In an era where the physical examination is being eschewed in favour of medical technology that is increasingly relied upon for assessment and diagnosis, it becomes imperative to faithfully teach and assess physical examination skills to ensure future clinicians have robust competence in this dying art. The horse must remain in front of the cart – at least until the automobile that is medical technology becomes robust enough to replace it completely. Perhaps the solution in the meantime is one of compromise; the creation of hybrid OSCEs, one where in-person stations are utilized to assess the lion’s share of skills but are thoughtfully supplemented by virtual stations to assess the full spectrum of clinical skills required of the modern physician. It seems vital to us that physical exams remain physical, but that students are taught to incorporate the expanding number of options available to them for patient interaction.

Certainly, we do not mean to disparage the extraordinary efforts of medical schools that have adapted vOSCEs out of necessity and with great haste. The COVID-19 pandemic has affected life in a seemingly endless number of ways and forced the innovation of new paths forward. Perhaps too, it has catalyzed a new dawn in clinical skills assessment, one where physical and virtual skills are treated and examined as independent entities, but considered no less important than one another for the comprehensive education of a physician.


  1. Boyle JG, Colquhoun I, Noonan Z, McDowall S, Walters MR, Leach J. Viva la VOSCE? BMC Medical Educ, 2020; 20.
  2. Lara S, Foster CW, Hawks M, Montgomery M. Remote assessment of clinical skills during COVID-19: a virtual, high-stakes, summative pediatric objective structured clinical examination. Acad Pediatr, 2020; 20(6): 760–761.
  3. Mehrotra A, Bhatia RS, Snoswell CL. Paying for telemedicine after the pandemic. JAMA, 2021: 325(5): 431-432. https://doi:10.1001/jama.2020.25706
  4. Royal College of Physicians and Surgeons of Canada. The CanMEDS 2015 eHealth expert working group report [Internet]. 2014. Available from: [Accessed May 13, 2021].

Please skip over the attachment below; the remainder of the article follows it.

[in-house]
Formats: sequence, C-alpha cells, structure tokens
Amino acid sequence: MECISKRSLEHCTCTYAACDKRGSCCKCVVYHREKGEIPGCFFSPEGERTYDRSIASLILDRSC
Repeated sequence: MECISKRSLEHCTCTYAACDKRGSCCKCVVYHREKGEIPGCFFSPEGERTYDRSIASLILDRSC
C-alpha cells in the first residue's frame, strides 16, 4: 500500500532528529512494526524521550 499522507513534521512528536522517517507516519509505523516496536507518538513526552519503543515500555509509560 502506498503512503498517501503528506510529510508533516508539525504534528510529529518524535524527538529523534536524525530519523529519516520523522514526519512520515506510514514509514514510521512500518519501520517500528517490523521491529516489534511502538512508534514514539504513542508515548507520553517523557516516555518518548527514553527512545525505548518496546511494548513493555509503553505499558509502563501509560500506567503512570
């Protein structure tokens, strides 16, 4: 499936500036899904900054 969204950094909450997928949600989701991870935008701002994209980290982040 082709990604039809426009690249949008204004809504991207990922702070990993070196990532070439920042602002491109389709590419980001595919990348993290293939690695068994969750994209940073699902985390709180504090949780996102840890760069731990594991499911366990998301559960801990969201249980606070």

5. College of Physicians and Surgeons of British Columbia. Practice standard: telemedicine. 2020. Available from: [Accessed May 13, 2021].

Junior medical students in a pandemic: an untapped resource

Aman Dhaliwal,1 Karlee Searle,1 Danielle Martin1,2

1Temerty Faculty of Medicine, University of Toronto, Ontario, Canada; 2Department of Family and Community Medicine, Women’s College Hospital. Ontario Canada

Globally, the COVID-19 pandemic has overwhelmed health care systems in an unprecedented way. There are far-reaching impacts, including in medical education.

In Canada, the increase in clinical demands led to changes in health care infrastructure, requiring physicians, residents, and senior medical students to step into new roles. This “all-hands-on-deck” approach was essential to pandemic response but has tended not to include junior (pre-clerk) medical students. How do we best utilize the skills of junior medical students in a pandemic or emergency situation when the existing frameworks do not accommodate this?

Junior medical students face a dilemma: they are well-equipped with the key attributes to become successful physicians but lack the necessary clinical skills to serve a meaningful role on the frontlines. In response, and despite a lack of official guidance, many junior medical students have forged their own role in supporting the community through various student-led initiatives. This experience has lessons to teach about how the medical student community can be marshalled in future emergency response initiatives.